Monday, August 25, 2014

More on TVA v Hill

H-Environment recently posted Drew Swanson's review of Zygmunt Plater's The Snail Darter and the Dam: How Pork-Barrel Politics Endangered a Little Fish and Killed a River (Yale UP, 2013). (A discussion of the snail darter case was posted here a few months ago.) Swanson writes:
Plater’s narrative offers several insights into both the case and 1970s environmentalism. First, the book highlights the immense complexity of these legal and political battles, walking readers through the grinding work of contacting representatives, building support networks of activists, researching cases, and filing briefs; The Snail Darter and the Dam moves much of this hidden labor out of the shadows. Second, Plater’s experience demonstrates the shoestring nature of many environmental organizations at the time. Often operating out of attics or cramped rental offices and subsisting on savings and donations from a few dedicated backers, these groups still found ways to influence the political process, and environmental historians would do well to follow Plater’s lead and pay more attention to lobbyists. Finally, the author argues for the immense importance of the media in framing environmental issues and swaying public opinion. For TVA vs. Hill, Plater is convinced that the national media’s “avoidance of complex thinking” reflected “a low opinion, apparently shared by many within Washington, of the intellectual ability and interest of the American populace” (p. 176). Once newspapers and television news defined the case as a tiny fish versus an enormous dam project, the popular case was already all but doomed.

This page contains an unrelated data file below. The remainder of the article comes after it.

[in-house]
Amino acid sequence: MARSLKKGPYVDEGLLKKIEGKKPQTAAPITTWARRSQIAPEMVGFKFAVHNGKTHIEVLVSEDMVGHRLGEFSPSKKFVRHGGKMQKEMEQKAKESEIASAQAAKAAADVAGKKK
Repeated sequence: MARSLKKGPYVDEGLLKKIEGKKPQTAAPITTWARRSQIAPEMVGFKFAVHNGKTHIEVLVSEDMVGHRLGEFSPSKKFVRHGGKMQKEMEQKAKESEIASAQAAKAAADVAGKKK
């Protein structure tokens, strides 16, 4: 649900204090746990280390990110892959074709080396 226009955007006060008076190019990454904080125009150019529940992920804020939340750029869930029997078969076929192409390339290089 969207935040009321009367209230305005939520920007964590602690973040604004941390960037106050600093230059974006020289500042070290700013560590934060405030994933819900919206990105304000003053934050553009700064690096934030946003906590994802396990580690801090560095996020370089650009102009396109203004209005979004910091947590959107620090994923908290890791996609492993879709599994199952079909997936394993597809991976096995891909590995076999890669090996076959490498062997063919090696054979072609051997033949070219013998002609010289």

Snail darter
(USFWS Photo)
Where the book is least effective is in supporting Plater’s argument that the snail darter was more than just a tool of opportunity for dam opponents. He asserts that he and other supporters of the darter were not “hypocrites as well as fools, environmental extremists manipulating the darter to misuse the law over a technicality,” and yet throughout the book Plater admits to questioning their motives and their implications (p. 43). The issue is both troubling and refreshing for Plater’s honesty. 

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